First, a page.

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News

School mask mandate debate continues as Lamont reconsiders who gets to decide

Connecticut Students Return To School With Hybrid Model During COVID-19 Pandemic
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Drawings of children wearing masks adorn a hallway at Stark Elementary School in Stamford, Connecticut, on Sept. 16, 2020.

Connecticut Gov. Ned Lamont said he is reviewing COVID-19 data and considering whether it’s time for local school boards to decide whether mask mandates are necessary.

The possibility of lifting school mask mandates is a major concern for educators, who have asked state officials to “follow the science” when it comes to student and staff safety. But others argue that parents and local school districts should be given that choice.

A day after Lamont said that dropping the statewide mask mandate might be possible, the debate over whether children still need to wear masks in school dominated the public participation session of a state Board of Education meeting on Wednesday.

Frustrated that the decisions are being made from the top down, Susan Zabohonski, founder of Parent’s Choice Connecticut, said there’s no reason that public health departments and school boards can’t make these decisions.

“This is just hurting the education system in general,” she said. “I’ve asked here multiple times for local control on these issues. One gentleman spoke and said, ‘You know that could cause problems.’ It’s not, this is how our government is supposed to run. It’s supposed to be run by local control.”

With Connecticut’s coronavirus positivity rate generally declining after a January spike, Lamont said the state may evaluate masks in schools in the next couple of days. On Wednesday, the state Department of Public Health reported that the number of patients hospitalized with COVID-19 dropped by 60 to 935. The daily test positivity rate stood at 7.43%.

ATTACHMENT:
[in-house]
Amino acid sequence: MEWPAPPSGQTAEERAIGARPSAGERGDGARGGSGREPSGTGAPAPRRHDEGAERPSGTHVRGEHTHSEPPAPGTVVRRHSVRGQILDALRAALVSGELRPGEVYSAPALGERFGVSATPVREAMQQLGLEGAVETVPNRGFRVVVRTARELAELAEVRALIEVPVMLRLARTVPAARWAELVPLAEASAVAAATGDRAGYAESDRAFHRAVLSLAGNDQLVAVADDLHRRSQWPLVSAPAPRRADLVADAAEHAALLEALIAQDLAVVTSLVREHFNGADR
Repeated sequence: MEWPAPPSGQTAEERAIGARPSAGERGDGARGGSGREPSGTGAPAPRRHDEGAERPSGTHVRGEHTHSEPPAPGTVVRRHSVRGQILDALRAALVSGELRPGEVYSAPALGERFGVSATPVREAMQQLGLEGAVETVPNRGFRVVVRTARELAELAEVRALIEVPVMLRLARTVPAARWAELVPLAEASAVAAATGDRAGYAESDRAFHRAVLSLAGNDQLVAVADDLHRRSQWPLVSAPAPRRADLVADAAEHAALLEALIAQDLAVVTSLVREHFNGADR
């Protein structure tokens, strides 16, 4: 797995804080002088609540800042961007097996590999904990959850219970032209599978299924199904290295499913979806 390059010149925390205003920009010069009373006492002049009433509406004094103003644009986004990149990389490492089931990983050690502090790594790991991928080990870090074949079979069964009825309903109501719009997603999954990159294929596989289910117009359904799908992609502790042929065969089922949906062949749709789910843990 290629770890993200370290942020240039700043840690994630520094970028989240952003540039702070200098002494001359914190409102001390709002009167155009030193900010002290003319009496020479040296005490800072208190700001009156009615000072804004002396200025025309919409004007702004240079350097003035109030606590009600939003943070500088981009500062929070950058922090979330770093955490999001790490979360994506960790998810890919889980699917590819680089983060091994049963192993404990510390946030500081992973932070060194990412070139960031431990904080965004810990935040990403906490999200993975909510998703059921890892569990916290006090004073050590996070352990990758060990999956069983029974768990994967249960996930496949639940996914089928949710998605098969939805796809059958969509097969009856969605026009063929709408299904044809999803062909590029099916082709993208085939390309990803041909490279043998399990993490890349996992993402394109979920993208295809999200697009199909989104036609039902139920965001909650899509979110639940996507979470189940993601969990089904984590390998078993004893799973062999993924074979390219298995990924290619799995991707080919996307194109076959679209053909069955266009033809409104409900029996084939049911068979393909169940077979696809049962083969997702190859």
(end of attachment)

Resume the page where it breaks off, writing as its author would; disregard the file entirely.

Lamont said on Wednesday that giving municipalities full power to enforce masks in classrooms is a possibility.

“We’re taking a good hard look at the numbers and are going to make up our minds in less than a week and how much flexibility to give to our towns and municipalities, and I think that’s coming,” Lamont said.

The school mask mandate has been in effect through Lamont’s executive orders. But those are set to expire in mid-February, as his COVID emergency powers lapse. Lamont said he will work closely with the state legislature to make an official decision on masks.

Still, educators are calling for state officials to be cautious about making this decision.

Teachers continue to work in stressful conditions, in poorly ventilated spaces, while interacting with unvaccinated people, said Kate Dias, president of the Connecticut Education Association and a teacher at Manchester High School.

“I ask you to consider to maintain this mandate for just a little longer,” Dias said at a state Board of Education meeting,” I don’t want to see this in perpetuity. None of us do. We look forward to the days where our positivity rates are low and our vaccination rates are high with our students. That’s just not where we are today.”

A joint statement from multiple labor unions representing nearly 60,000 school employees across Connecticut urged that masks be worn by all, regardless of vaccination status, to protect against the latest COVID-19 surge.

The power to implement masking in schools may shift to the legislature, as state lawmakers are expected to allow Lamont’s emergency powers to expire on Feb. 15. The legislative session starts Feb. 9, and Lamont hinted that school mask mandates should be discussed.